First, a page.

England started their World Cup campaign on Monday night with a 2-1 win over Tunisia. Having gone a goal ahead through Harry Kane, they were made to sweat after a soft penalty was awarded against Kyle Walker in the first half. England dominated with pressure and chances but had to wait until injury time before wrapping up the three points.
This was the first time England have won the opening game of a major tournament for 12 years and three Manchester United players played their part in the victory.
Jesse Lingard was the most impressive of the lot and should have claimed an assist for himself after delivering a perfect ball across the face of goal. Raheem Sterling was presented with a simple tap-in but fluffed his chance.
Lingard was lively throughout and came very close to scoring himself, but after beating the keeper, his toe-poke hit the post.
At the back-post, Lingard had another opportunity to score but didn’t make the contact he would have liked, and struck an early attempt which forced a good save from the goalkeeper.
Still, when you consider that Lingard wasn’t even on the back-up list in the squad for the European Championships two years ago, he’s done well to get himself in to the starting line-up, as England’s no.7.
Gareth Southgate has been a fan of the United academy graduate since his days of managing him in the U-21 England team. His faith in in Lingard has proven well-placed, with him playing a key role in Southgate’s 3-5-2 formation.
The manager needs someone with good movement off the ball, who can provide options going forward, has quick feet and can manoeuvre in tight spaces, all of which Lingard can bring to the team.
Ahead of the game against Tunisia, Lingard revealed that he has been studying Spain’s Andres Iniesta in a bid to improve.
“I used to watch Iniesta a lot, I liked him,” he said. “You just pick up little things of what they do and try to put it into your game. It’s just the way he graces the pitch. He’s silky, an intelligent footballer. And people have said I’m an intelligent footballer, so I have to learn off the other players that are intelligent and play in the same position as well.”
Lingard has some way to go before he can be compared with Iniesta but his keenness to learn and refine his skill has obviously impressed the England manager.
While Jose Mourinho has been derided for plenty of things over the past two seasons at United, he’s received little credit for how Lingard has flourished, for both club and country.
Lingard’s finishing wasn’t good enough against Tunisia though and he will be disappointed with himself for not ending the game with at least one goal. But the fact that he created these chances for himself, and others, is testament to the attacking threat he can bring to the team.
While Lingard’s inclusion in the line-up of late may have come as a surprise, nobody would have believed that Ashley Young would be starting for England in the 2018 World Cup a few seasons ago.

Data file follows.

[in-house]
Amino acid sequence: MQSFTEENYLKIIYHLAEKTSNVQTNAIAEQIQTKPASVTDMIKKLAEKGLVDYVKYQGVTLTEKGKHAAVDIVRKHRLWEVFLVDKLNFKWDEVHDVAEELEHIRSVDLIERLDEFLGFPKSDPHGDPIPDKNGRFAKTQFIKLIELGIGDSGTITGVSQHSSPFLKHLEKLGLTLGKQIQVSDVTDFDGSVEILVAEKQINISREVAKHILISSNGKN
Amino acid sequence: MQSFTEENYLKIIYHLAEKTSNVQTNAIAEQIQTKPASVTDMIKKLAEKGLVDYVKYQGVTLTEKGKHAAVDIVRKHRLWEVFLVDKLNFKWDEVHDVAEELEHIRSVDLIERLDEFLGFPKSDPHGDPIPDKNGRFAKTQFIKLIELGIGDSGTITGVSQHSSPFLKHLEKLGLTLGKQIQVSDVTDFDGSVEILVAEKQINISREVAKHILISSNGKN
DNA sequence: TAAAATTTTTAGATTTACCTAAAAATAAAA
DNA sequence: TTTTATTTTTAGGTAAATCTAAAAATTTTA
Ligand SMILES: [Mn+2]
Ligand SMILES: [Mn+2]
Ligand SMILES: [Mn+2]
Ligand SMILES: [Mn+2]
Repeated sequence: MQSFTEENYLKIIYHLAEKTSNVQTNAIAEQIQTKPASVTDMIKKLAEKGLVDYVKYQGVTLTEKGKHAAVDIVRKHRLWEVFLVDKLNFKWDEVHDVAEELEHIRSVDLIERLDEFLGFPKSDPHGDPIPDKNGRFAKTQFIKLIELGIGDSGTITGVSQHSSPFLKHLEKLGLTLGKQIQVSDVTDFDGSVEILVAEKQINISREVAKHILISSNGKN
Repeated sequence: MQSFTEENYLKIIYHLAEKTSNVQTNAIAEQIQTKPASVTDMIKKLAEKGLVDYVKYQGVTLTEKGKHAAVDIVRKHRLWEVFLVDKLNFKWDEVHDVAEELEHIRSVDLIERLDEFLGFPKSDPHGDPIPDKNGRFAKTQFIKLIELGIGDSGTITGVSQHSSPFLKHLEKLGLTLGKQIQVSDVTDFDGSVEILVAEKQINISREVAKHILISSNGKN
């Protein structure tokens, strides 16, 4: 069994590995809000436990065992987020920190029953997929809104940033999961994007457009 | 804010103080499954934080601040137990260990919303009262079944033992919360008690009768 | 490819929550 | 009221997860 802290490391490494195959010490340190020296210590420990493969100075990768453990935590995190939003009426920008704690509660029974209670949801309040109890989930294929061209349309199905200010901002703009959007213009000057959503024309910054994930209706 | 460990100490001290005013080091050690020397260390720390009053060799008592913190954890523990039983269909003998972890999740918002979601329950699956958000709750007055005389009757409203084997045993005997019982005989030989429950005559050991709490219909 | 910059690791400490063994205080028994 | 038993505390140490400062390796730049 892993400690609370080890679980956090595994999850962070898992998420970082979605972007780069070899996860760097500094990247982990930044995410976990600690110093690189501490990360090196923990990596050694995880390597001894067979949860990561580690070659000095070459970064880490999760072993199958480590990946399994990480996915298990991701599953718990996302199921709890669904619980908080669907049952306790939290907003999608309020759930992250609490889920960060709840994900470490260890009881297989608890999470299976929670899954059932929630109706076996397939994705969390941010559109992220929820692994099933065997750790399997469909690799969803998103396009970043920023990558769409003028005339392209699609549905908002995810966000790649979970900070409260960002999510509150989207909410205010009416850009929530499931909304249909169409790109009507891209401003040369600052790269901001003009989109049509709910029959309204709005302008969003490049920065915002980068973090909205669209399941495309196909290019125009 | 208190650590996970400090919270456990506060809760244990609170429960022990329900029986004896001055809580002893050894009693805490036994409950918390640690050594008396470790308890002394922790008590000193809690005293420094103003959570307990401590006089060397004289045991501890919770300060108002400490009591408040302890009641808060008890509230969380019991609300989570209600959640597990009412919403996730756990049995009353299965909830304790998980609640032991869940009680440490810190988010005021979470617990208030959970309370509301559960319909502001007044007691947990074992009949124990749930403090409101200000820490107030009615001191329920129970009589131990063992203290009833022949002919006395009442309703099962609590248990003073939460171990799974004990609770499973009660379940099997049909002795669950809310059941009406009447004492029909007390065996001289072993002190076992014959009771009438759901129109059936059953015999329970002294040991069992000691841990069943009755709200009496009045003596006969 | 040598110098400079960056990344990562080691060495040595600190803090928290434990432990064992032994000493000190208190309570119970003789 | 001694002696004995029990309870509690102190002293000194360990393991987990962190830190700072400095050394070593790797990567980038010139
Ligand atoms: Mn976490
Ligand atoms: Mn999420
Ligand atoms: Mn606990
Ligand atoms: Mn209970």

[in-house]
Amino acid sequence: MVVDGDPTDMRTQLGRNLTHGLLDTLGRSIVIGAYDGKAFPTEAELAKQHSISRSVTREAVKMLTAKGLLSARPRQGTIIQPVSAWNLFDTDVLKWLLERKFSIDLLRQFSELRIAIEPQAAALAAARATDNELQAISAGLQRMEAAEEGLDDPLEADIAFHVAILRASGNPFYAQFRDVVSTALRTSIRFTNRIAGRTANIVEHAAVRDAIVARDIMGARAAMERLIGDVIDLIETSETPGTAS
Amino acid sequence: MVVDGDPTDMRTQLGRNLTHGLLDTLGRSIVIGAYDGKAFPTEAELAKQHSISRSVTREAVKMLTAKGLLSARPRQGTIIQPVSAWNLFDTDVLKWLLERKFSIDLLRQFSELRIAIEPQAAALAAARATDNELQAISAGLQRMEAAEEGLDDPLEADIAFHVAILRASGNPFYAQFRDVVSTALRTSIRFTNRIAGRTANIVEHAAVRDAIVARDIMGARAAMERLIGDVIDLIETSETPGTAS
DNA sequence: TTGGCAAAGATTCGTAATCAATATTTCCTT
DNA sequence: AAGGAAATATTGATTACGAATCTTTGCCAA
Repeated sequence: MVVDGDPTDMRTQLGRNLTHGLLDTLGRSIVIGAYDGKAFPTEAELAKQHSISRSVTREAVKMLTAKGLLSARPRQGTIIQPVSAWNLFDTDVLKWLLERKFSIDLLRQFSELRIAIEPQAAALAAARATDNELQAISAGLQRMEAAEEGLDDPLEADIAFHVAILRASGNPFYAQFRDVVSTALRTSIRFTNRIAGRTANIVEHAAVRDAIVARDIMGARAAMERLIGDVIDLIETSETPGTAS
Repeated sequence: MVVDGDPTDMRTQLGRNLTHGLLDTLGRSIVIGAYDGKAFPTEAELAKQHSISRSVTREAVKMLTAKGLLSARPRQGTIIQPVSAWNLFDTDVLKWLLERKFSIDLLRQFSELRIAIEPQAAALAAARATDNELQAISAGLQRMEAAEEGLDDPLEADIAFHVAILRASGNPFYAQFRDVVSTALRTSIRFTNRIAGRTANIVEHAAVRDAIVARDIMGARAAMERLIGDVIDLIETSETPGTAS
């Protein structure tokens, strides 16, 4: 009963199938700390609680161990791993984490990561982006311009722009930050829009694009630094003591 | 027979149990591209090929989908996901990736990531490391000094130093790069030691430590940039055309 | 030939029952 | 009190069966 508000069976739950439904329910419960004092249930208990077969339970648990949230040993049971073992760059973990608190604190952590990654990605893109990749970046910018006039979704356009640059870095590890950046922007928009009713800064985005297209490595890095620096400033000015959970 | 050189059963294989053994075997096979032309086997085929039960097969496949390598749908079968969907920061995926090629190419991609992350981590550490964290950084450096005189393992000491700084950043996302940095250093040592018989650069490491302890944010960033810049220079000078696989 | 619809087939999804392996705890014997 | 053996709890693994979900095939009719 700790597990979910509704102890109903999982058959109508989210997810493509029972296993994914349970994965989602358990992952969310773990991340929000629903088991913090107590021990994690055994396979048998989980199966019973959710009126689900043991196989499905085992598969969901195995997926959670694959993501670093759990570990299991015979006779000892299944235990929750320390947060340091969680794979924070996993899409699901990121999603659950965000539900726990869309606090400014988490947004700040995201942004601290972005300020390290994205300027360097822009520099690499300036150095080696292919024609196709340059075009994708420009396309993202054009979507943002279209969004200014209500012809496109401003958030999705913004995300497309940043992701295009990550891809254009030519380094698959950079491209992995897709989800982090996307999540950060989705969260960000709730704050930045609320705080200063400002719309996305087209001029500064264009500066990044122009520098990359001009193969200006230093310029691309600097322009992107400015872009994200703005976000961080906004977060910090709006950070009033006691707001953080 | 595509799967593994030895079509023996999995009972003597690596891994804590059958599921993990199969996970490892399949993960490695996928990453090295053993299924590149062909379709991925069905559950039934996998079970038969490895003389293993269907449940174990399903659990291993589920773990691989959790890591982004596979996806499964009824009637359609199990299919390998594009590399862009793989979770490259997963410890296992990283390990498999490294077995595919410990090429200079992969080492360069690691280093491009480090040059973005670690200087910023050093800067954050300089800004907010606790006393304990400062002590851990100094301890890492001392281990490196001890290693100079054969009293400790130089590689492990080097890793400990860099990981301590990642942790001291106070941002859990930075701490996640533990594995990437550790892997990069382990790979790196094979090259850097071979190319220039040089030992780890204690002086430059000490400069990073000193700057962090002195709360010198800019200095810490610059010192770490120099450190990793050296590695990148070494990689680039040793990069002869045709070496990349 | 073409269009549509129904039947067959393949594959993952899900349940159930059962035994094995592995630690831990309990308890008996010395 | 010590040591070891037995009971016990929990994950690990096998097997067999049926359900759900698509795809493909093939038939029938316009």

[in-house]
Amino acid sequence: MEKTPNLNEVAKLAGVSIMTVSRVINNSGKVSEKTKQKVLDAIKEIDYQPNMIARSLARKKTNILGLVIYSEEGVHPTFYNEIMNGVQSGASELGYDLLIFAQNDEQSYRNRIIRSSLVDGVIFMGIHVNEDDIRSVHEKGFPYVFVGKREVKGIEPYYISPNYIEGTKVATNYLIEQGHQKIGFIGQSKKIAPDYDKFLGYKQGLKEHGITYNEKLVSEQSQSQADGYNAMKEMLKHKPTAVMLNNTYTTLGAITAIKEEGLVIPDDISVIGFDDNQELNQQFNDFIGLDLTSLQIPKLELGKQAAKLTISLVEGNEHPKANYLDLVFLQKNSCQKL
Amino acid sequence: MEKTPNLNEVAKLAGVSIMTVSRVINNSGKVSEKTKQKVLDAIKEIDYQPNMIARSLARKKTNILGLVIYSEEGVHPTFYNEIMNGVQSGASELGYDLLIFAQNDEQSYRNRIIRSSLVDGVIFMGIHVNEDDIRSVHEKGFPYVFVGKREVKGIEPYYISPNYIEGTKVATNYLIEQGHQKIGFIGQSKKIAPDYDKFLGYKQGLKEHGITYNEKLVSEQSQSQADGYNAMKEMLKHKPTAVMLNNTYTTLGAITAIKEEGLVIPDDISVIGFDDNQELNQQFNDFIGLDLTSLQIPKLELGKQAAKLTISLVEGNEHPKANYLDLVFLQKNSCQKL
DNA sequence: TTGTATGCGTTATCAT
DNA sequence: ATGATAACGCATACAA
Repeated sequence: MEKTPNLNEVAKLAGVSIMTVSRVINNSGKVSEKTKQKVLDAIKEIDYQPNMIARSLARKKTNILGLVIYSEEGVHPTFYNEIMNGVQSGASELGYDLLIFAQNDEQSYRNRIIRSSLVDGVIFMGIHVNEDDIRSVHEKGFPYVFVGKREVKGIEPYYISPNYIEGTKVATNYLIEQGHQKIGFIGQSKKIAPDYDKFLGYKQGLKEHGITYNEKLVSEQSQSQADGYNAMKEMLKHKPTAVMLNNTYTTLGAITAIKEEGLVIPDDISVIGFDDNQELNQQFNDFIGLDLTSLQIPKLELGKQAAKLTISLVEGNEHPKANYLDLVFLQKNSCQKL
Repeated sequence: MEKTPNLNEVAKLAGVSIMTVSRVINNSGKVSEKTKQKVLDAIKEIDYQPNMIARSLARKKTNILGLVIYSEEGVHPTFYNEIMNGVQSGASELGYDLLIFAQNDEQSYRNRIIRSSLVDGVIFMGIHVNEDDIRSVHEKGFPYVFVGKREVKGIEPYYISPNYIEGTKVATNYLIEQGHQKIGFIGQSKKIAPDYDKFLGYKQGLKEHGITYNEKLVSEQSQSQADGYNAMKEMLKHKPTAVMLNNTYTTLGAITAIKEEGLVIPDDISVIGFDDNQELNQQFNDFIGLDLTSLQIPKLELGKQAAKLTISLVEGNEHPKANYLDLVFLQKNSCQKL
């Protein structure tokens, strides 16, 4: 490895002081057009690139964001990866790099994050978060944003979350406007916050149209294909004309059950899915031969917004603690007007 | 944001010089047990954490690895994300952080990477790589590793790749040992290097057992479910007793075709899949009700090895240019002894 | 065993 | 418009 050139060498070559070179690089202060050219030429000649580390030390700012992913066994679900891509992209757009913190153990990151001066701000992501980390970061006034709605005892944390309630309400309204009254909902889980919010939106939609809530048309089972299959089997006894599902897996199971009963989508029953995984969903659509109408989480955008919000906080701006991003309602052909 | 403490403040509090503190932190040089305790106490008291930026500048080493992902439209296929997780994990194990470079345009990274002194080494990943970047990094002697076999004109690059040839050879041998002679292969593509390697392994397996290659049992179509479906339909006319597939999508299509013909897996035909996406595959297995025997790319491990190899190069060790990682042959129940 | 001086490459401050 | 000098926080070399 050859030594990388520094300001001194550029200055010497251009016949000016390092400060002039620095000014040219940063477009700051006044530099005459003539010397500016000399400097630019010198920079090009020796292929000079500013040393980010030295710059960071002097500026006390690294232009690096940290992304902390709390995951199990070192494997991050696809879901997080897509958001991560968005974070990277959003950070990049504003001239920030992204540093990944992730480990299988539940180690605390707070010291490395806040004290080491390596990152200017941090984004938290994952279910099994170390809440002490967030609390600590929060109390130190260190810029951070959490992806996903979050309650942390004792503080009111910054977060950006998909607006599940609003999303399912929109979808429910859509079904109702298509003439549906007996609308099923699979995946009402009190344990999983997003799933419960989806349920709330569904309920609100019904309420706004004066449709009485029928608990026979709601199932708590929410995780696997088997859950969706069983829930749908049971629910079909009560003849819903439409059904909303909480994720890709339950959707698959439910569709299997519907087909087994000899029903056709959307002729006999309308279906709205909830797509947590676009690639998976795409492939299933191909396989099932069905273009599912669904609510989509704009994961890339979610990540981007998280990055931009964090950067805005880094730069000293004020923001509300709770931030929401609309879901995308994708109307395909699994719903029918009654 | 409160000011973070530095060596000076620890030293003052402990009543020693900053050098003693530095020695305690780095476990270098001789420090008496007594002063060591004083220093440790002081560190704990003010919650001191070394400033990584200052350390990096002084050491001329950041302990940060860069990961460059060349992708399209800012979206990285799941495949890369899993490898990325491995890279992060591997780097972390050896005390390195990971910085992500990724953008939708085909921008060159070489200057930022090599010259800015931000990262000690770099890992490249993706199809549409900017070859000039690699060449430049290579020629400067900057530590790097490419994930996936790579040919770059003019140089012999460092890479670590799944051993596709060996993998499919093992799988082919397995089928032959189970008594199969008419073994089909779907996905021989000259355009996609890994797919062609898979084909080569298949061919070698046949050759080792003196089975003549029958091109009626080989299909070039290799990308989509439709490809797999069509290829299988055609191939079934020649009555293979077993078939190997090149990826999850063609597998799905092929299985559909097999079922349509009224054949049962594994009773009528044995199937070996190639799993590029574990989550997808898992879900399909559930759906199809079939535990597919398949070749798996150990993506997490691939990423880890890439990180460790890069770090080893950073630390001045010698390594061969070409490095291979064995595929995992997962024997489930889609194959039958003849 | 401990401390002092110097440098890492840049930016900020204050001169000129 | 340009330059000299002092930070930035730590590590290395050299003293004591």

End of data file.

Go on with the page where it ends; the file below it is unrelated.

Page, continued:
Having gone four years without a call up to the international team, Southgate picked him for the friendlies against Germany and Brazil last November after Mourinho has used him as a left-back at United all season.
“I wasn’t in England squads but I never gave up hope of getting back in,” Young said before the tournament kicked off. “I just had to get out there and play football as well as I could, and hopefully the England manager would call me up again. Now he’s done that and I’m going to a World Cup and the excitement for me is massive. I’m delighted. I’m like a kid inside and I just want to get there and get the tournament started.”
It was from Young’s corner that England scored their first goal after delivering an inch-perfect cross to John Stones. His header forced a top save which left Kane with the tap in.
Marcus Rashford replaced the disappointing Sterling for the final 20 minutes and provided more attacking threat than the Manchester City man. While Rashford will obviously be eager to start England’s next game against Panama on Sunday, he has recognised that this is a team game and he can still play an important role as a substitute.
“You need a squad to win a tournament like this and that is what we are trying to do,” Rashford said. “It’s not the be all and end all to be on the bench for one game. In the squad that we have here everyone understands that. It’s going to have to be a team effort if we are going to bring the trophy home.”
Rashford’s pace and tricky feet are the last things tired defenders will want to face in the last 20 minutes, so you can see why Southgate might be keen to leave Rashford on the bench as an option to come on.
Still, it’s so far, so good for the United players, and for England too. Here’s hoping one of our lads can bag a goal for themselves at the weekend.
Follow Scott Patterson on Twitter @R_o_M
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